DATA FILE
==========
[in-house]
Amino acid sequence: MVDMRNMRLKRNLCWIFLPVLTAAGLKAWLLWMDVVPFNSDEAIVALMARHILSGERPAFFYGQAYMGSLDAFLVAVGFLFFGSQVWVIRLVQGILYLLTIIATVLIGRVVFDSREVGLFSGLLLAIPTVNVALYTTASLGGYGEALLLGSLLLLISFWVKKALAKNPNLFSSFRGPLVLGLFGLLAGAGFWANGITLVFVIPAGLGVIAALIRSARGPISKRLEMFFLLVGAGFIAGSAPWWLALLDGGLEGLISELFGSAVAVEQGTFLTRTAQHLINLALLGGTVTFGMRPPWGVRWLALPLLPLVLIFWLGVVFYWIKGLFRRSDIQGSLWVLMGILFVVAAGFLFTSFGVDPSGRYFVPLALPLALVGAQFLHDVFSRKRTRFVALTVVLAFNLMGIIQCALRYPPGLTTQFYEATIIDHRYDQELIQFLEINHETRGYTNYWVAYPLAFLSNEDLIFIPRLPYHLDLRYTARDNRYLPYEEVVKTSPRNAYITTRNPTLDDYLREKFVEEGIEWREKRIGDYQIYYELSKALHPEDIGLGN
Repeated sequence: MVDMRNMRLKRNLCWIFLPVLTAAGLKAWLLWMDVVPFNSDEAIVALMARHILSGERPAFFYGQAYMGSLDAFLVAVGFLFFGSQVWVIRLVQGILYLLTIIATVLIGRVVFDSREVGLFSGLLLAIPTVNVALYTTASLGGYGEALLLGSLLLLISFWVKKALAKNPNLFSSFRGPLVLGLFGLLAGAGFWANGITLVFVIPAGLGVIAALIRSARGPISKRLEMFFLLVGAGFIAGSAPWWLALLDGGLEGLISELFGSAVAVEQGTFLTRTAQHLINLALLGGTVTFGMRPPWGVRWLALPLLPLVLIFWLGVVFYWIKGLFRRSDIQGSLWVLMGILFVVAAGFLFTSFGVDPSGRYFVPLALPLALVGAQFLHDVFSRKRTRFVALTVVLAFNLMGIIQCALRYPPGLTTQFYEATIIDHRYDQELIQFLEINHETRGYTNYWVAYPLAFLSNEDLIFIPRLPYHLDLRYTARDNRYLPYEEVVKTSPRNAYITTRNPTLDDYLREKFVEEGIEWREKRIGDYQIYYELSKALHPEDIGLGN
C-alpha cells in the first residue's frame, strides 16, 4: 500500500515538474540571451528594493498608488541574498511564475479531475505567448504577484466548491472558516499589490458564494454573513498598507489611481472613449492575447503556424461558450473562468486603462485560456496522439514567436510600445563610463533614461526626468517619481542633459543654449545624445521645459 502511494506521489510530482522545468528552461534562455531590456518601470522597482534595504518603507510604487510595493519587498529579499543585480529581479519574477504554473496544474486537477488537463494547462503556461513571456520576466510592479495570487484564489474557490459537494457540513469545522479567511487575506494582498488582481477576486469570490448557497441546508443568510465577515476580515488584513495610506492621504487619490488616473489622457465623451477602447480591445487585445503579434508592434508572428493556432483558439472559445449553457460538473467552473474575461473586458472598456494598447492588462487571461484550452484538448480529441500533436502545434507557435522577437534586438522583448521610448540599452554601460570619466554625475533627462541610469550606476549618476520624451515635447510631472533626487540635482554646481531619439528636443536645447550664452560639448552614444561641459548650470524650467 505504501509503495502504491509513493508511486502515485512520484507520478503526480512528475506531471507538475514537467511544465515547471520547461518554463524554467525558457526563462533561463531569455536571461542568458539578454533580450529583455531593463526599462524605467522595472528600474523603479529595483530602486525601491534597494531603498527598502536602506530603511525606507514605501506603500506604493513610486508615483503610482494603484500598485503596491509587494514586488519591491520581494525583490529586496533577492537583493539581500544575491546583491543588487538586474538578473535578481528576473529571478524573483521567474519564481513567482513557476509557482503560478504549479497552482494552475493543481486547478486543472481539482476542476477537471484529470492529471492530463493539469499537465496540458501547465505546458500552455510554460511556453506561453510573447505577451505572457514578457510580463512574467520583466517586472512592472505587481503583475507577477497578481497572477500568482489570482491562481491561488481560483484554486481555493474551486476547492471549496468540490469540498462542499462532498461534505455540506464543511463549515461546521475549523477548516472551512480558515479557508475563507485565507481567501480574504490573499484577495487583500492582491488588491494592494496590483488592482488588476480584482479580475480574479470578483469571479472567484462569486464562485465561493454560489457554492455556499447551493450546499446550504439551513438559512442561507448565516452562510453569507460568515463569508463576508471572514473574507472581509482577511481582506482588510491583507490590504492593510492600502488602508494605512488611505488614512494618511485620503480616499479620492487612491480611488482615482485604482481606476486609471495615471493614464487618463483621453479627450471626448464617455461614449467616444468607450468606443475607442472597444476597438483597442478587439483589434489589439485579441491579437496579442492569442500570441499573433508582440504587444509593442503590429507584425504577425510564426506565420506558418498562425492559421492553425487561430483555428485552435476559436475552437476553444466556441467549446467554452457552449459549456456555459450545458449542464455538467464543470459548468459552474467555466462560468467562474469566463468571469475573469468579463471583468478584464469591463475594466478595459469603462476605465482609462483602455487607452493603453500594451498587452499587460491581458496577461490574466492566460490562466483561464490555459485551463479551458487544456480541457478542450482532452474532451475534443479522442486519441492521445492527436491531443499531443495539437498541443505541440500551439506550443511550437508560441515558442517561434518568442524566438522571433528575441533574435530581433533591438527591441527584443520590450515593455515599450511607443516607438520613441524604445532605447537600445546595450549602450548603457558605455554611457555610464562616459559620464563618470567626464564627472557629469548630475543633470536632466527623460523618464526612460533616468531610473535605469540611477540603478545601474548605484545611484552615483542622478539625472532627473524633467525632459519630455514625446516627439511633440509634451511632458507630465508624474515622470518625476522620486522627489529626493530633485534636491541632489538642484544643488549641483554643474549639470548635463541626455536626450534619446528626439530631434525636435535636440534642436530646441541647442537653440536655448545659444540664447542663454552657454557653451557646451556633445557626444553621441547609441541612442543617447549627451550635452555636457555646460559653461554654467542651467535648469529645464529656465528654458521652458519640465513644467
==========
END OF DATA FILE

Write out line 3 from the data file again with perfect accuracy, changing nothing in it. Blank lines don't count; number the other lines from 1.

Repeated sequence: MVDMRNMRLKRNLCWIFLPVLTAAGLKAWLLWMDVVPFNSDEAIVALMARHILSGERPAFFYGQAYMGSLDAFLVAVGFLFFGSQVWVIRLVQGILYLLTIIATVLIGRVVFDSREVGLFSGLLLAIPTVNVALYTTASLGGYGEALLLGSLLLLISFWVKKALAKNPNLFSSFRGPLVLGLFGLLAGAGFWANGITLVFVIPAGLGVIAALIRSARGPISKRLEMFFLLVGAGFIAGSAPWWLALLDGGLEGLISELFGSAVAVEQGTFLTRTAQHLINLALLGGTVTFGMRPPWGVRWLALPLLPLVLIFWLGVVFYWIKGLFRRSDIQGSLWVLMGILFVVAAGFLFTSFGVDPSGRYFVPLALPLALVGAQFLHDVFSRKRTRFVALTVVLAFNLMGIIQCALRYPPGLTTQFYEATIIDHRYDQELIQFLEINHETRGYTNYWVAYPLAFLSNEDLIFIPRLPYHLDLRYTARDNRYLPYEEVVKTSPRNAYITTRNPTLDDYLREKFVEEGIEWREKRIGDYQIYYELSKALHPEDIGLGN